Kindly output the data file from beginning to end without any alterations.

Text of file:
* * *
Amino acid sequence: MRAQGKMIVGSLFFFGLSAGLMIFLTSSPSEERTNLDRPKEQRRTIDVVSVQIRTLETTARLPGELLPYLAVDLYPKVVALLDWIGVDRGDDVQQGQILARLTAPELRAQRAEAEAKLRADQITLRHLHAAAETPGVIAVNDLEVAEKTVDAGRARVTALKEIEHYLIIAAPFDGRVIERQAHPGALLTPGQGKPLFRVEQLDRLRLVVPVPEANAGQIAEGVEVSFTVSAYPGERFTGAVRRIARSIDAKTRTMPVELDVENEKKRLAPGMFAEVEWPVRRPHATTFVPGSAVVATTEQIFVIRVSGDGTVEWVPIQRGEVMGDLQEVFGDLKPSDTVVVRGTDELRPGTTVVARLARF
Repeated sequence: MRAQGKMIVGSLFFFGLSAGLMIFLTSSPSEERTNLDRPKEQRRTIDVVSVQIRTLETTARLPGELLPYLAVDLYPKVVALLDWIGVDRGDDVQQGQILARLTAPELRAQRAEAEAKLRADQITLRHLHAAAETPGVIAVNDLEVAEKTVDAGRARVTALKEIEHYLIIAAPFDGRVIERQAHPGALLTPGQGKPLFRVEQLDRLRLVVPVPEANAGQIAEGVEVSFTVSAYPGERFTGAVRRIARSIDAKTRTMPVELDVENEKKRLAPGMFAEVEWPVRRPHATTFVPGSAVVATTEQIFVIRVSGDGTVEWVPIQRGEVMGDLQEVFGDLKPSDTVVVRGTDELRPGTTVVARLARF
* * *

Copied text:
Amino acid sequence: MRAQGKMIVGSLFFFGLSAGLMIFLTSSPSEERTNLDRPKEQRRTIDVVSVQIRTLETTARLPGELLPYLAVDLYPKVVALLDWIGVDRGDDVQQGQILARLTAPELRAQRAEAEAKLRADQITLRHLHAAAETPGVIAVNDLEVAEKTVDAGRARVTALKEIEHYLIIAAPFDGRVIERQAHPGALLTPGQGKPLFRVEQLDRLRLVVPVPEANAGQIAEGVEVSFTVSAYPGERFTGAVRRIARSIDAKTRTMPVELDVENEKKRLAPGMFAEVEWPVRRPHATTFVPGSAVVATTEQIFVIRVSGDGTVEWVPIQRGEVMGDLQEVFGDLKPSDTVVVRGTDELRPGTTVVARLARF
Repeated sequence: MRAQGKMIVGSLFFFGLSAGLMIFLTSSPSEERTNLDRPKEQRRTIDVVSVQIRTLETTARLPGELLPYLAVDLYPKVVALLDWIGVDRGDDVQQGQILARLTAPELRAQRAEAEAKLRADQITLRHLHAAAETPGVIAVNDLEVAEKTVDAGRARVTALKEIEHYLIIAAPFDGRVIERQAHPGALLTPGQGKPLFRVEQLDRLRLVVPVPEANAGQIAEGVEVSFTVSAYPGERFTGAVRRIARSIDAKTRTMPVELDVENEKKRLAPGMFAEVEWPVRRPHATTFVPGSAVVATTEQIFVIRVSGDGTVEWVPIQRGEVMGDLQEVFGDLKPSDTVVVRGTDELRPGTTVVARLARF